LAKE CHARLES, LA (KPLC) – You'll never cut your knuckles again on metal food graters. That's if the ceramic Grater Plater works just as well as your old metal grater. The stylish plate is smooth around the edge with rough peaks & valleys in the bottom. It comes with a brush for gathering your grated goodness. It's rough, but would be nearly impossible to accidentally cut yourself. I opened the package and prepped my foods.
I said, "I'm ready to go with the Grater Plater. The instructions have a few suggestions depending on the type of item that you are going to grate. They kind of group it into three different categories. One includes dry ingredients, like our cinnamon here that we'll test today. The next category includes moist products, so that includes our ginger root, our garlic that we will be mincing, our carrot, as well as zesting an orange, a lime, a lemon, and the inside or the meat of the coconut. Then finally, the last category calls for a chilled Grater Plater for items such as hard cheese and harder milk chocolate and dark chocolate."
With the hard cinnamon stick, I had to use a good amount of effort grating back and forth just to get a little powder. It was time consuming and required effort, but it did work. The ginger root calls for a moistened plate. I found it very easy to yield minced ginger, and a lot of it with just a few scrapes. I finely minced garlic in less than five seconds without dirtying my fingers much. I obtained similar results when grinding the carrot against the Grater Plater. The orange, lime, & lemon took more finesse in order to yield some zest. It was tough to get started with the citrus, but otherwise it yielded very fine zest from all three. As for the coconut, well, I used what I could find around the TV Station to get at the meat…it wasn't pretty. The white coconut meat shredded finely with very little work. A quick rinse to the plate and the Grater Plater was off into the freezer to chill. Next, I cut the cheese. It grated and plated the cheese in seconds, ready to serve right off the dish. A chilled Grater Plater swiftly ground both dark and milk chocolate shavings.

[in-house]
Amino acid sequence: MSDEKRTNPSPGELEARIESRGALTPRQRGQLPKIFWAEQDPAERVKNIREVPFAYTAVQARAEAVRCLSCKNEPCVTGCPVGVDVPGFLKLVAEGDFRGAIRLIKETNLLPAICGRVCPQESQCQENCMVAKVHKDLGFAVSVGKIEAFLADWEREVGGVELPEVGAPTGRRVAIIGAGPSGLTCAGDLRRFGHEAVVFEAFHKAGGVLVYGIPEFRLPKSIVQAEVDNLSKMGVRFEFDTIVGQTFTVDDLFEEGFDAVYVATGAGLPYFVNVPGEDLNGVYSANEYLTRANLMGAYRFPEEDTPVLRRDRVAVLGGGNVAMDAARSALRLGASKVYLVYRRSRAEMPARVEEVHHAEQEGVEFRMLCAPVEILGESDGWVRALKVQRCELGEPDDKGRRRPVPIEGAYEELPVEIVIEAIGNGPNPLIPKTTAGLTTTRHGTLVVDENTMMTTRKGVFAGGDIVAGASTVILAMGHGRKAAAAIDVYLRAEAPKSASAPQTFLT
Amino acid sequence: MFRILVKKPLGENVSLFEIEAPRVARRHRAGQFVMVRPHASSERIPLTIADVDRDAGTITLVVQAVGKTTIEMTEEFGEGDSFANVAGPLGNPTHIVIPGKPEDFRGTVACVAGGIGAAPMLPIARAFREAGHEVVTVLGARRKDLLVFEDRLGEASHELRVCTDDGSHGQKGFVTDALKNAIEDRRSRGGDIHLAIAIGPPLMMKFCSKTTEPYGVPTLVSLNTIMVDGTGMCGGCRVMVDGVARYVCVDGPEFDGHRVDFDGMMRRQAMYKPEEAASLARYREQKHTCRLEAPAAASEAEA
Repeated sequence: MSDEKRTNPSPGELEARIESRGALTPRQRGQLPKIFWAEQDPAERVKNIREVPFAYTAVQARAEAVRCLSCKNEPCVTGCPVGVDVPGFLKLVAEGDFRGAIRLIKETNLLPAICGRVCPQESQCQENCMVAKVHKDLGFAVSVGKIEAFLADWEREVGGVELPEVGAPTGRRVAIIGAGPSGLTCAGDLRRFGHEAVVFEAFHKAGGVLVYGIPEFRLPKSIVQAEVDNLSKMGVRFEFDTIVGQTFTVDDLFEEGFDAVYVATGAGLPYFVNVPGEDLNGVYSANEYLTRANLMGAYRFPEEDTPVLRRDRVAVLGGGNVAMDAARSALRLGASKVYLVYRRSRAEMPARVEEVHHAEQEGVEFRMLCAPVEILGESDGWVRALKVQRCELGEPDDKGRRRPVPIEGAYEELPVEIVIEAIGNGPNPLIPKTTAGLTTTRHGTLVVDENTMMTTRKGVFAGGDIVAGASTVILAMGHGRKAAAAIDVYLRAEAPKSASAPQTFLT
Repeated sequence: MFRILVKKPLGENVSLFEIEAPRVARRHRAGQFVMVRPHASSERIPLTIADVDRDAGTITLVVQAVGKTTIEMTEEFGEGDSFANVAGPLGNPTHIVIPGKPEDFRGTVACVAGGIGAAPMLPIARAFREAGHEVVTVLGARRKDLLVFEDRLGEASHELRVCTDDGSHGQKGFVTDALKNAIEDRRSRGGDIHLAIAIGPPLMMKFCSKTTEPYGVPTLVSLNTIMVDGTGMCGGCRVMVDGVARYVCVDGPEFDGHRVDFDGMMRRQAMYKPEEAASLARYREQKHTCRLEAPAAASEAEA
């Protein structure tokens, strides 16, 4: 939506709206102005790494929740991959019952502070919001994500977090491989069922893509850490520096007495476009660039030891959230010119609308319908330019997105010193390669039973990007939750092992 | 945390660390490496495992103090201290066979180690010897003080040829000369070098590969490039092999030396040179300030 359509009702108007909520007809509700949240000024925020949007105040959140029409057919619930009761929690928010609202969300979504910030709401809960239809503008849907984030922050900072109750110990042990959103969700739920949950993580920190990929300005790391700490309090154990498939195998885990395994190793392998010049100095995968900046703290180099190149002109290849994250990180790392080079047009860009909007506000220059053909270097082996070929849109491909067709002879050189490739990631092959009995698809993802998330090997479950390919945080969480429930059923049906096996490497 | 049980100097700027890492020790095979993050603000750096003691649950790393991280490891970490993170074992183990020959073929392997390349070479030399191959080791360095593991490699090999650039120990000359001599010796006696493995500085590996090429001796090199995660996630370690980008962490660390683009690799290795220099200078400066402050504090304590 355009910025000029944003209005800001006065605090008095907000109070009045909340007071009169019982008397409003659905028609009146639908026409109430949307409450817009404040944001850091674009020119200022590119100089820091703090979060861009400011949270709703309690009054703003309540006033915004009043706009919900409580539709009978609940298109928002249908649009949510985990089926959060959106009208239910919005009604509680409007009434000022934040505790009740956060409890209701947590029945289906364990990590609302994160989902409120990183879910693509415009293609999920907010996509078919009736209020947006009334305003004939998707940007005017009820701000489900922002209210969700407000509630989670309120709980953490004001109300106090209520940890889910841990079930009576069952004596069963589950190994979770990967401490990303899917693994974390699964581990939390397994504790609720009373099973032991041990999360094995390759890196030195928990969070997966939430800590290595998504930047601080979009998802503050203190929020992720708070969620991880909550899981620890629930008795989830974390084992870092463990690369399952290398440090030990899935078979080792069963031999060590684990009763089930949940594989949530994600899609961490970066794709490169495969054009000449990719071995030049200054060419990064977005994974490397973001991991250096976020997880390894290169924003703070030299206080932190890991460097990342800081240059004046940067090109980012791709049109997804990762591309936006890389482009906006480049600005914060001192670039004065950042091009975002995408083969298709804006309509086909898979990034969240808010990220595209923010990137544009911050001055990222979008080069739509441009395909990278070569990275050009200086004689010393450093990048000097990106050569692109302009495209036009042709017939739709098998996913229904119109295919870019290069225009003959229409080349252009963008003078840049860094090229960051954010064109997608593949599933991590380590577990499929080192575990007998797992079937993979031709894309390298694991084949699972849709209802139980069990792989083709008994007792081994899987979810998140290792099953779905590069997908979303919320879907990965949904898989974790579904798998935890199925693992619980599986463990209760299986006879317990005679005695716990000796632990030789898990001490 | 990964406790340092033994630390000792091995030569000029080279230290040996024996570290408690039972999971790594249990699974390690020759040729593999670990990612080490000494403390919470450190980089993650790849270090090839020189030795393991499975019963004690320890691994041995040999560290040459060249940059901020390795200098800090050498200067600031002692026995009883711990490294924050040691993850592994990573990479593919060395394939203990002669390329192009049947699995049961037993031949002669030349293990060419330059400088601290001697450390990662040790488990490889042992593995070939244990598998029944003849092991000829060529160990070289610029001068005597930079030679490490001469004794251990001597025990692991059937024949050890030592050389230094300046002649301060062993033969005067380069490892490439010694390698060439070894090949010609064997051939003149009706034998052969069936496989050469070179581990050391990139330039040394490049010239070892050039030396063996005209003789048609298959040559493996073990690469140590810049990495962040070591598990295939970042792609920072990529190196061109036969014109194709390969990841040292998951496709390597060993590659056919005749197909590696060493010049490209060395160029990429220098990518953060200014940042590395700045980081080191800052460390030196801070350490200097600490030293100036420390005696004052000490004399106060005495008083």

My only complaint, the gathering brush tended to shed some of its bristles during use. Otherwise, the Grater Plater grinds, minces, and shaves its way to a YES for this week's "Does it Work?" test. The Grater Plater cost $9.99 at a local business.
Web Extra: For ten bucks, this is a neat little kitchen gadget. My favorite product to grate was the cheese, holding the shavings in its dish. It's not bad to have on the table to accompany some Italian food with cheese. With the rough, yet non-sharp bottom, it seems that this would be a safe product for kids to use to help you with cooking under supervision. As far as the cinnamon, it worked, but all the shavings did not stay in the plate, and it took quite a while to get just a little powder. The Grater Plater was very impressive with the ginger & carrots, and even more impressive with mincing the garlic. As far as the zesting, if you've got a good balance between pressure and patience, you'll be okay. The zest was a finer than I'd expect though—not the traditional short, curly, thin strips. Overall, for the price, this product met my expectations on a majority of the products I grated. The grater is top shelf dishwasher safe.
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